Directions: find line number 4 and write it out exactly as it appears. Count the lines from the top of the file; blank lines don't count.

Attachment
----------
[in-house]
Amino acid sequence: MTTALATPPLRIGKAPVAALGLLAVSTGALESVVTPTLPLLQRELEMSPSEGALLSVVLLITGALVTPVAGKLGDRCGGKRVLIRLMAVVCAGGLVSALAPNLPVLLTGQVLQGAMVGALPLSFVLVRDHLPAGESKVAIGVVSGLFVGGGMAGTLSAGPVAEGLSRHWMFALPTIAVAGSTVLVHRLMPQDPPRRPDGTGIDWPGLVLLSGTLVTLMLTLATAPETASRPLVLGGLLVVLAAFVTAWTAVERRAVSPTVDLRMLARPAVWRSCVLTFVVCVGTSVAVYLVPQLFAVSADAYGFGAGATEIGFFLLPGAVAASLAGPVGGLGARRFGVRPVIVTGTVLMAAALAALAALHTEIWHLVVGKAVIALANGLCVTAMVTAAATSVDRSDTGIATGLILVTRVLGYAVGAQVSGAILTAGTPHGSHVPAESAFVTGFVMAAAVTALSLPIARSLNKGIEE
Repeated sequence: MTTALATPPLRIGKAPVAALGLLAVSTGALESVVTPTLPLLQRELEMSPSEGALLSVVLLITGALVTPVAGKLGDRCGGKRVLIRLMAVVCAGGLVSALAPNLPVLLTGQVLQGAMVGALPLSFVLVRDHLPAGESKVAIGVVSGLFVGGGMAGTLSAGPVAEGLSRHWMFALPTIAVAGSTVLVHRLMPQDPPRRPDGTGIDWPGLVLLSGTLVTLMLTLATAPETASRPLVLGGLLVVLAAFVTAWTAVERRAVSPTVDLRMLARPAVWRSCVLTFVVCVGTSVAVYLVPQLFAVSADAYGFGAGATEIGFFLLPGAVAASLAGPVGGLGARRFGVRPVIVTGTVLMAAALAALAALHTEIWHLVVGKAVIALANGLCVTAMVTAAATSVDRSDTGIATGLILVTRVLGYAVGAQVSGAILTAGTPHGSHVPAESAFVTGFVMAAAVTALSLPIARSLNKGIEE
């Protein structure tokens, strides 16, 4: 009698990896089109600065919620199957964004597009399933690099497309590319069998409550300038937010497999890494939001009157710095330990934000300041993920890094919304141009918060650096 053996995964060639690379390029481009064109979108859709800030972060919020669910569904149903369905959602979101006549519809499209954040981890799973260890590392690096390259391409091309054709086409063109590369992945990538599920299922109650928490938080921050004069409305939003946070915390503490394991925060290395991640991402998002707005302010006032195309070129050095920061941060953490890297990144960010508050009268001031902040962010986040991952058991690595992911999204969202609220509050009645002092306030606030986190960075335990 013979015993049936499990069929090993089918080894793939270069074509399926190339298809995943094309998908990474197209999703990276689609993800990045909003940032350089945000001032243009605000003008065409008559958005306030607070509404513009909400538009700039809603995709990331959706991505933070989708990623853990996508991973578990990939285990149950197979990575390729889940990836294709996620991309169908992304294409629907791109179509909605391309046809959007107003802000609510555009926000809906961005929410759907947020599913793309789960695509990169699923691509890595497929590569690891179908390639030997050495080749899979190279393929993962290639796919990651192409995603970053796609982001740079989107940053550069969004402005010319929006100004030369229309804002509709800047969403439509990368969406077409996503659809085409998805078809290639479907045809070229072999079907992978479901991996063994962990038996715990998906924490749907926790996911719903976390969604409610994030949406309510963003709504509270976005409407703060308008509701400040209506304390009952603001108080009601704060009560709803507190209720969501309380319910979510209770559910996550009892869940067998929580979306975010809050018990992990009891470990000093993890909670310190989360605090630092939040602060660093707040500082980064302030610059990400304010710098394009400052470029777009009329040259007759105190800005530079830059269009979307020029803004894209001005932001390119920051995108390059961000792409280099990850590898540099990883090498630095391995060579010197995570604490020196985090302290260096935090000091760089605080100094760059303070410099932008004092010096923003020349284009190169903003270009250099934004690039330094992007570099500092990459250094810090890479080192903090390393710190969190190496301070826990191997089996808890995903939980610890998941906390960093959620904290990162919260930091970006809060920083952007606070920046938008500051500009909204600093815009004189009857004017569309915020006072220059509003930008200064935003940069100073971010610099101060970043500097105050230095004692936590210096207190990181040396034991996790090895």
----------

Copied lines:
């Protein structure tokens, strides 16, 4: 009698990896089109600065919620199957964004597009399933690099497309590319069998409550300038937010497999890494939001009157710095330990934000300041993920890094919304141009918060650096 053996995964060639690379390029481009064109979108859709800030972060919020669910569904149903369905959602979101006549519809499209954040981890799973260890590392690096390259391409091309054709086409063109590369992945990538599920299922109650928490938080921050004069409305939003946070915390503490394991925060290395991640991402998002707005302010006032195309070129050095920061941060953490890297990144960010508050009268001031902040962010986040991952058991690595992911999204969202609220509050009645002092306030606030986190960075335990 013979015993049936499990069929090993089918080894793939270069074509399926190339298809995943094309998908990474197209999703990276689609993800990045909003940032350089945000001032243009605000003008065409008559958005306030607070509404513009909400538009700039809603995709990331959706991505933070989708990623853990996508991973578990990939285990149950197979990575390729889940990836294709996620991309169908992304294409629907791109179509909605391309046809959007107003802000609510555009926000809906961005929410759907947020599913793309789960695509990169699923691509890595497929590569690891179908390639030997050495080749899979190279393929993962290639796919990651192409995603970053796609982001740079989107940053550069969004402005010319929006100004030369229309804002509709800047969403439509990368969406077409996503659809085409998805078809290639479907045809070229072999079907992978479901991996063994962990038996715990998906924490749907926790996911719903976390969604409610994030949406309510963003709504509270976005409407703060308008509701400040209506304390009952603001108080009601704060009560709803507190209720969501309380319910979510209770559910996550009892869940067998929580979306975010809050018990992990009891470990000093993890909670310190989360605090630092939040602060660093707040500082980064302030610059990400304010710098394009400052470029777009009329040259007759105190800005530079830059269009979307020029803004894209001005932001390119920051995108390059961000792409280099990850590898540099990883090498630095391995060579010197995570604490020196985090302290260096935090000091760089605080100094760059303070410099932008004092010096923003020349284009190169903003270009250099934004690039330094992007570099500092990459250094810090890479080192903090390393710190969190190496301070826990191997089996808890995903939980610890998941906390960093959620904290990162919260930091970006809060920083952007606070920046938008500051500009909204600093815009004189009857004017569309915020006072220059509003930008200064935003940069100073971010610099101060970043500097105050230095004692936590210096207190990181040396034991996790090895």